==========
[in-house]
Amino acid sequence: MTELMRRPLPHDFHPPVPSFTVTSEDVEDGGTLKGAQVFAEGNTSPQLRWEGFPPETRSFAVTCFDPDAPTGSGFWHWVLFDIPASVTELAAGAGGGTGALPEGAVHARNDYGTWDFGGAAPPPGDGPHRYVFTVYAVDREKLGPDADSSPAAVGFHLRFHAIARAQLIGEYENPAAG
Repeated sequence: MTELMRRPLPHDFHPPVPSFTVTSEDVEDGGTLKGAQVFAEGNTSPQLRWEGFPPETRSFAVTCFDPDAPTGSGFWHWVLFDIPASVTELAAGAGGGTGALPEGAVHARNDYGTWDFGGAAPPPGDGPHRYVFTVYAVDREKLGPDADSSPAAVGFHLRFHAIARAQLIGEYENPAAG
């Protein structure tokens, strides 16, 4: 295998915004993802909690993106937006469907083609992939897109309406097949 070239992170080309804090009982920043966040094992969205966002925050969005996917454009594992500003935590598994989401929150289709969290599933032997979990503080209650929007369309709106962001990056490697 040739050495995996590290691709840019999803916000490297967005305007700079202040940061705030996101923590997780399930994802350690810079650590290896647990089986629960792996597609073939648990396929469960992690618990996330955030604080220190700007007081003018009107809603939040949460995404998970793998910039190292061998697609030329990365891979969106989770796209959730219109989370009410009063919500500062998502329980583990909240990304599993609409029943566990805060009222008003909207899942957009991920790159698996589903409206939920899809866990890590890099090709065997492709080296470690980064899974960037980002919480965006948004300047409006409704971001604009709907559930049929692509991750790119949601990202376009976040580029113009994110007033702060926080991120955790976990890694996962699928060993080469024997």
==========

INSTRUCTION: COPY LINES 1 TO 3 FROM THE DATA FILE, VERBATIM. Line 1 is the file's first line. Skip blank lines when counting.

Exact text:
[in-house]
Amino acid sequence: MTELMRRPLPHDFHPPVPSFTVTSEDVEDGGTLKGAQVFAEGNTSPQLRWEGFPPETRSFAVTCFDPDAPTGSGFWHWVLFDIPASVTELAAGAGGGTGALPEGAVHARNDYGTWDFGGAAPPPGDGPHRYVFTVYAVDREKLGPDADSSPAAVGFHLRFHAIARAQLIGEYENPAAG
Repeated sequence: MTELMRRPLPHDFHPPVPSFTVTSEDVEDGGTLKGAQVFAEGNTSPQLRWEGFPPETRSFAVTCFDPDAPTGSGFWHWVLFDIPASVTELAAGAGGGTGALPEGAVHARNDYGTWDFGGAAPPPGDGPHRYVFTVYAVDREKLGPDADSSPAAVGFHLRFHAIARAQLIGEYENPAAG